Hydropower is a type of renewable energy where the flow of water is converted to electrical energy. Although it does come with some difficulties and cost to build, it is much more reliable than wind power.


  • Predictable & reliable energy source.

    • Water flow is not as much intermittent as sunshine or wind.
  • Low cost operation.
  • Dams double as flood control units.

Hydropower Operation Principal

Similarly to wind turbines, the basic hydropower generator consist of 2 main parts:

  • Turbine
  • Electric Generator

The water rotates the turbine blades (propeller) that are attached to a shaft. As a result, the rotating shaft rotates the rotor in the 3-phase synchronous machine. Thus, generating electricity.

Based on where the hydro generator is situated, there are 2 main types:

  • Barrage based generator
    • uses in dams
  • Underwater Hydro Turbines
    • Built into the floor of rivers
    • Same equation applies as for wind turbines
Figure: Barrage based Generator used in dams

Fig 1: Barrage (dam) based generator

Figure: Underwater Hydropower Turbine

Fig 2: Underwater hydro turbines

Types of Hydroelectricity generation

  • Run of River
  • Pumped Hydro Electric Storage

The idea behind Pumped Hydro Electric Storage is to raise water to high levels. The flow of water is controlled while generating electricity. Next, the water is pumped back.

Usually, there are overproduction of electricity from nuclear or coal sources. That is to say, these sources can’t just be stopped for the time of day when people use less energy. This extra energy is thus used to pump water up.

Run of River turbines capture the natural down flow of the river. The water has kinetic energy which is transformed into electric energy. In some cases, a stream is separated from the main river flow that is used for power generation.

Run of River Hydropower Dams

Based on the height of water reservoir we distinguish between 3 types of dams:

  • Lowe Head
  • Medium Head
  • High Head

Certainly, the high head will deliver the highest pressure on the turbine. Mostly the reservoir is situated on mountains and as a result, the penstock runs through them.

Hydroelectric Dam operation principle

Fig 3: Operation of Hdropower Dams. Source: Wikimedia Commons

Pumped Hydroelectric Storage

The operation is very similar to Run of River dams. The difference that the water is pumped back uphill to the reservoir at night.

Fossil power plants can’t just be turned off. If they are on full power, they can’t be easily slowed down. Although, at nights, the energy demand is significantly lower than during the days. That is to say, this surplus energy is used to pump water back to the reservoir at night time.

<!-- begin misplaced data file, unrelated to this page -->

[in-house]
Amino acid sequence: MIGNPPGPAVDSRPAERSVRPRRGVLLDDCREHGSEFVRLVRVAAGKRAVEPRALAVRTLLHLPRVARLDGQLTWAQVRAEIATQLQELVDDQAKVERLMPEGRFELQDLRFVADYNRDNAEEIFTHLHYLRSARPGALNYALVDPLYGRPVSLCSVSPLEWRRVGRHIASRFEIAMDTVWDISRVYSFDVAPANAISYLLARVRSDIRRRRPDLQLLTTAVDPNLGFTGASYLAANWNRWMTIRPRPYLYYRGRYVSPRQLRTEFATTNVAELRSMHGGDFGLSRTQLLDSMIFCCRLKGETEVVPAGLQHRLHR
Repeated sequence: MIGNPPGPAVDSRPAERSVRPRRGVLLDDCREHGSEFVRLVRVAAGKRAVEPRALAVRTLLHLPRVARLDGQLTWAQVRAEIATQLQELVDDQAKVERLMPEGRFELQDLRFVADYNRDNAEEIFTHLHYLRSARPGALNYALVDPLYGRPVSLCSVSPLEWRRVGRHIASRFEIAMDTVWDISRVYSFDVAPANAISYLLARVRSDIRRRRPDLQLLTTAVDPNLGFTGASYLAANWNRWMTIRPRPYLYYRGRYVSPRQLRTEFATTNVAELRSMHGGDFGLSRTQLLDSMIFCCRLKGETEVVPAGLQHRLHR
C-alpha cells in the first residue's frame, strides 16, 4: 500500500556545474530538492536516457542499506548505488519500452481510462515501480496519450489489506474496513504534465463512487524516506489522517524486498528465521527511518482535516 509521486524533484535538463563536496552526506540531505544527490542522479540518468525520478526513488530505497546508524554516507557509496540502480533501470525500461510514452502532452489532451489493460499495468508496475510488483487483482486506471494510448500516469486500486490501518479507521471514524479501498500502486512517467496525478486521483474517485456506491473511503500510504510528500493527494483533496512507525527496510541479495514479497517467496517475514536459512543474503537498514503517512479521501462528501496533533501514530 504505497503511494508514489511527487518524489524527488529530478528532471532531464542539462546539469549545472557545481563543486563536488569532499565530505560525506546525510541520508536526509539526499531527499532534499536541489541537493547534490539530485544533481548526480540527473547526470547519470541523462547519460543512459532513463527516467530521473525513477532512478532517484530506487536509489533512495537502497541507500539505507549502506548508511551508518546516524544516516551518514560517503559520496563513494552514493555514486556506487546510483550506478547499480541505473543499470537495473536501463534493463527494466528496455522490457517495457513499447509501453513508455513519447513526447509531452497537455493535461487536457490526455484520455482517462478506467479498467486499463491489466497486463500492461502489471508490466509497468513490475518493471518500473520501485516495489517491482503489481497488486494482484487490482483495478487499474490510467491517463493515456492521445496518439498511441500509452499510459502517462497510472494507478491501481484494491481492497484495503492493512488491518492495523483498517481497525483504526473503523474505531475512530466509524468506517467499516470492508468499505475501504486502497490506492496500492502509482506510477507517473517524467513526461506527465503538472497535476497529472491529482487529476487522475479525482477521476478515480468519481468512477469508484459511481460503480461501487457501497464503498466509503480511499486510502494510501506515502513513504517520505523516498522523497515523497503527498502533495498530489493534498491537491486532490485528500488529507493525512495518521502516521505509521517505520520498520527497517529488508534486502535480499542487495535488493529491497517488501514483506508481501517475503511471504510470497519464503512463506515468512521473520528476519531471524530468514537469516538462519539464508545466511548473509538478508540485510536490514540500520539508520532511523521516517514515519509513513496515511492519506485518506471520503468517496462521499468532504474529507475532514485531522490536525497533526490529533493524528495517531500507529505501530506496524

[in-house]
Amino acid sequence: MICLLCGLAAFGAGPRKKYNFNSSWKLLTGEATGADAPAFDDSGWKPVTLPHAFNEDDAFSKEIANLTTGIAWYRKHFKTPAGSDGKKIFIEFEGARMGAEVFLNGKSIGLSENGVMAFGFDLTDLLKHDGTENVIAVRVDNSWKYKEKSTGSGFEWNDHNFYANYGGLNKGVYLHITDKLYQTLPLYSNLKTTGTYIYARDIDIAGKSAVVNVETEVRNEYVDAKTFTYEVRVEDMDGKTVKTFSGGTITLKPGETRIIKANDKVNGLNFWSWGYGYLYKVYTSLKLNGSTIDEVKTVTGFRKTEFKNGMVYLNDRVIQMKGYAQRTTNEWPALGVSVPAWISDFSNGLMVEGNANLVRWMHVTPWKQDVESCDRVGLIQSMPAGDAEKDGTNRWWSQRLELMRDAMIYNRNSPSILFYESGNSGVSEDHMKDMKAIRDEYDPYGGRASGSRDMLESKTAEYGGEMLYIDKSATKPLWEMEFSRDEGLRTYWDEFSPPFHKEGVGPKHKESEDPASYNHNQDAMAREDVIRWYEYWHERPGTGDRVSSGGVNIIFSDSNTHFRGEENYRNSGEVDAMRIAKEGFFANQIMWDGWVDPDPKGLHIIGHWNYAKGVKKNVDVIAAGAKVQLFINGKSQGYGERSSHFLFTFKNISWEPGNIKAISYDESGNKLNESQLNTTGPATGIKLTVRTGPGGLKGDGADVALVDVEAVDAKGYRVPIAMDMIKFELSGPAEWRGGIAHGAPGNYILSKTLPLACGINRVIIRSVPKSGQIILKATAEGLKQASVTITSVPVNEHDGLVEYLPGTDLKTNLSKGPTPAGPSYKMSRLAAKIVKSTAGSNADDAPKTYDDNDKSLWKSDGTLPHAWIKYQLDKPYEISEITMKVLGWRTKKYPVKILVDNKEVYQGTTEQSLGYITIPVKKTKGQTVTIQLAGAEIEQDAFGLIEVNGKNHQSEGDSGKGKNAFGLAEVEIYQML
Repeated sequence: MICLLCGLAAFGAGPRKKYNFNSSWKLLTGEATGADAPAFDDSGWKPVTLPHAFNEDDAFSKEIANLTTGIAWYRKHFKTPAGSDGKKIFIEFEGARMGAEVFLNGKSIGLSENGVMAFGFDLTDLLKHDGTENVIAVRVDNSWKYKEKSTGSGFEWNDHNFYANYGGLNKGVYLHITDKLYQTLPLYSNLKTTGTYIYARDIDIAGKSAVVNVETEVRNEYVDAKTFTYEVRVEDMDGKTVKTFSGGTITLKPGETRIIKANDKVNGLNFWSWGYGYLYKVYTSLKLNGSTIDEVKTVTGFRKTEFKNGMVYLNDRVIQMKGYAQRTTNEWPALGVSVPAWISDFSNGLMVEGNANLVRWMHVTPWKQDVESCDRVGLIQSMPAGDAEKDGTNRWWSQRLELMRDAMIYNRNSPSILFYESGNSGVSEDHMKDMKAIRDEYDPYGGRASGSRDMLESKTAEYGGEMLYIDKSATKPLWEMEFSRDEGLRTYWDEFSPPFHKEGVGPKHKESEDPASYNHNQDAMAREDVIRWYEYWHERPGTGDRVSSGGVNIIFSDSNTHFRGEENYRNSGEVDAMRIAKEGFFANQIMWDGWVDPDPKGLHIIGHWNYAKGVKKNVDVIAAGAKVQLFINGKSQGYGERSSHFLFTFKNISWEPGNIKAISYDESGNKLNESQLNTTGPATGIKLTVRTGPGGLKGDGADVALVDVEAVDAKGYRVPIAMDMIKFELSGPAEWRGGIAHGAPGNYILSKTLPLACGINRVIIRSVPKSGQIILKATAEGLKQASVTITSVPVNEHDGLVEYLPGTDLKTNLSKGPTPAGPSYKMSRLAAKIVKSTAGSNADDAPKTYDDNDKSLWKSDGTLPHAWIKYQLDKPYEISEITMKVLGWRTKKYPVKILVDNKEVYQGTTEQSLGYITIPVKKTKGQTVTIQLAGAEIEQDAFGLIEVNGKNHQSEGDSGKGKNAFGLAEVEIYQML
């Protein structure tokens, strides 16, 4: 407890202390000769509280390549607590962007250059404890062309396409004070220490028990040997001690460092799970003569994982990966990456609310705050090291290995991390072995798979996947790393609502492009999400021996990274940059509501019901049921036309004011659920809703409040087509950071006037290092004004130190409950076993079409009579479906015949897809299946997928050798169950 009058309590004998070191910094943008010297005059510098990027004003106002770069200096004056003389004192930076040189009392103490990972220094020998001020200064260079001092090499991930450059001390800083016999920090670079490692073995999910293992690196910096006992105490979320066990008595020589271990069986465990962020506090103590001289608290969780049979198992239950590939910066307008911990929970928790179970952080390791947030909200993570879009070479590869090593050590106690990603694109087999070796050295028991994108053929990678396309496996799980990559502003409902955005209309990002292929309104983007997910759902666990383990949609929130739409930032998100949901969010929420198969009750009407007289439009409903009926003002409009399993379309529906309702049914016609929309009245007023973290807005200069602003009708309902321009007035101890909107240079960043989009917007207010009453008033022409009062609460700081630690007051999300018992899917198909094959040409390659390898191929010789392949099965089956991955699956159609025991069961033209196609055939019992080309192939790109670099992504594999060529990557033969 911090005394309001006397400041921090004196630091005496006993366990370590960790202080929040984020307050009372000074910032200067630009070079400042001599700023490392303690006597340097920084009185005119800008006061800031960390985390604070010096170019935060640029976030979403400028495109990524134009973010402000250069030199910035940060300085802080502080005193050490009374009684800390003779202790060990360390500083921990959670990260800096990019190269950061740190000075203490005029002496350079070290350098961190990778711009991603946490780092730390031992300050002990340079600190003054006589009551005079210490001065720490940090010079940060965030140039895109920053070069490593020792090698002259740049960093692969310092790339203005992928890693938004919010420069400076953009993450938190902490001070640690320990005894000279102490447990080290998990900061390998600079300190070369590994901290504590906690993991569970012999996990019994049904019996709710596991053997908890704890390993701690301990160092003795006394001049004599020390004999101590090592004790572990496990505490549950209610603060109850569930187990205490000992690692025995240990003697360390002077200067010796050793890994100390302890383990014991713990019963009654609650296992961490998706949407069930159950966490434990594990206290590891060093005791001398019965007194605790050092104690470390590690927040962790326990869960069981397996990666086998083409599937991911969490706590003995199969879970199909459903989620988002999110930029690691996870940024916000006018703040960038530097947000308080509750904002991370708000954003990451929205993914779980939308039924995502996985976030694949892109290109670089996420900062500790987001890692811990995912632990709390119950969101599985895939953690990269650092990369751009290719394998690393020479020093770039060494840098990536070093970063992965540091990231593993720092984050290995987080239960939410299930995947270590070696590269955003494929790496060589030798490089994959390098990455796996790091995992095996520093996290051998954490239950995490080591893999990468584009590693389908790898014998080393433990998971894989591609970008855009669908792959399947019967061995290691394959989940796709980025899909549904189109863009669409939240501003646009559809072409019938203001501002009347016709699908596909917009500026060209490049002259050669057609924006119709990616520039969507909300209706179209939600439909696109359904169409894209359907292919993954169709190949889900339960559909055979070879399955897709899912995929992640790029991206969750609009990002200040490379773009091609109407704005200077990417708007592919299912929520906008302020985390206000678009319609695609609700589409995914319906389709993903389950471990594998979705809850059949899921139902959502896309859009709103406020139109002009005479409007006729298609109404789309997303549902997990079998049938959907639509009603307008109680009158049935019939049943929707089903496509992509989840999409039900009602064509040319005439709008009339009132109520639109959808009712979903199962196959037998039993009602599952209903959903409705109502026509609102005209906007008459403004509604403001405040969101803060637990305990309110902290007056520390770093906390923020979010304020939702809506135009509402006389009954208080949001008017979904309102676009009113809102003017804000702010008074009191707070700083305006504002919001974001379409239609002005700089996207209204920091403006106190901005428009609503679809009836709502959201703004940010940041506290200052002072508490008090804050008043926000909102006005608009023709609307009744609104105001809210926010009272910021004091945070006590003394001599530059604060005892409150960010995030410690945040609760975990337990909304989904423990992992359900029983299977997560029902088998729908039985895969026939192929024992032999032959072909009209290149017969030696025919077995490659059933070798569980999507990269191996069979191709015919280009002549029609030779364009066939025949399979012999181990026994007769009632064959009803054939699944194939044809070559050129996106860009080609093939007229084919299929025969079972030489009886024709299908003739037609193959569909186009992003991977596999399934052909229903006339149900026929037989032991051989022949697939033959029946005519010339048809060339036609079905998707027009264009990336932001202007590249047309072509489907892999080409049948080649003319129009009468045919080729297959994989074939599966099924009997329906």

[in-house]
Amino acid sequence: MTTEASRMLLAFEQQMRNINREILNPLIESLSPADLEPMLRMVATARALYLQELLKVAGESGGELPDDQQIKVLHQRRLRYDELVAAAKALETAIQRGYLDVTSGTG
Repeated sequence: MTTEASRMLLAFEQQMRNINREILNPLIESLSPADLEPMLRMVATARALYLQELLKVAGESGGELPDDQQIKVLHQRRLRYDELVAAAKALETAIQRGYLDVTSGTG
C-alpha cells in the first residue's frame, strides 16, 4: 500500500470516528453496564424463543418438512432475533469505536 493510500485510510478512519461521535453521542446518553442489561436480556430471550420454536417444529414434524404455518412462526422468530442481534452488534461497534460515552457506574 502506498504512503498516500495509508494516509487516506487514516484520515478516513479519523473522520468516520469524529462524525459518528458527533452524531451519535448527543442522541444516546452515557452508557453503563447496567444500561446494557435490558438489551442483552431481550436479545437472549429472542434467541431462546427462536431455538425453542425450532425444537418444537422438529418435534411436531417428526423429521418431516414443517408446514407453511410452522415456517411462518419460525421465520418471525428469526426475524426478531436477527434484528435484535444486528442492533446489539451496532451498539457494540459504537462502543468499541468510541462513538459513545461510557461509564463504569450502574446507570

The overall efficiency is 80%!

At Pumped Hydroelectric storages the water is stored up in a reservoir. It can be used when there is a sudden higher demand on electricity. Pumped Hydroelectric Storages are the best large-scale approach for energy storage. Note, they essentially do the same a batteries but at a much larger scale.

Working principle for Pumped Hydroelectric Power Plants at Day

Fig 4: Night time operation of Pumped Hydroelectric power plants. The surplus energy generated by the power plants is used to pump water back up to the reservoire.

Working principle for Pumped Hydroelectric Power Plants at Night

Fig 4: Day operation of Pumped Hydroelectric power plants. The down flow of water generates electricity by driving the turbine. 

Hydropower Dam Potential Energy Calculation

Note, this is the case for the barrage based generators, not for the underwater hydro turbines. They use the same formula for the wind turbines.

Picture this as a vertical cylinder. There isa pipe filled with water coming down from the reservoir – the penstock.

First things first. Here are some relationships we have to understand:

Equations: basic equations related to hydropower
  • F: force (N)
  • m: mass (kg)
  • g: gravitational acceleration (9.8 m/s^2)
  • h: height of head (m)
  • P: power (N-m/s)
  • p: pressure (Pa) or (N/m^2)
  • E: energy (J) or (N-m)
  • t: time (s)
  • V: volume (m^3)
  • Q: flowrate (m^3 /s)

So, there is a pipe and there is water in it.

This water has some mass. Mass is essentially the area of the pipe x height x the density of water.

If the water has mass and g is the gravitational acceleration, we can easily calculate the Force. It is the force the water has on the generator. F = m *g


Using the Force and Area, let’s derive an equation for the pressure. The pressure is essentially force that is applied on a certain area.

Equation: Deriving an equation for pressure


Using the pressure equation, we can find an equation on the power:

Equation: Deriving an equation for Power

Potential Energy:

Knowing that Power is Energy over time we can easily derive a formula for the Potential Energy:

Equation: Deriving an equation for Potential Energy


How much coal is required to generate 1kWh energy if coal has an energy of 24 MJ/kg?


  • Power = Energy transferred per unit time: P = E/t.
  • P(W)*t(s) = E(J)
  • 1 kWh = 1000 W x 3600s = 3.6 MJ

3600 as there are 3600 seconds in an hour. So:

1kWh = 3.6MJ

The coal has 24 MJ/kg energy. So, 3.6/24 = 0.15 kg coal is required to generate 1kWh energy.

Exercise 2:

We have 1 tonnes of water. How high should it be raised to generate 1kWh energy? Assume the round trip efficiency is 80%.

g = 9.81 m/s^-2

Round trip efficiency: it is the actual energy we can get out from something. Let’s take the example of batteries, we charge them with a certain energy, but can only get 80% out of them.


Calculation: finding the height of from Energy, gravitational acceleration, mass and effciency

The energy that is stored in 150 g of coal is equal to having 1 tonnes of water 459 m high up.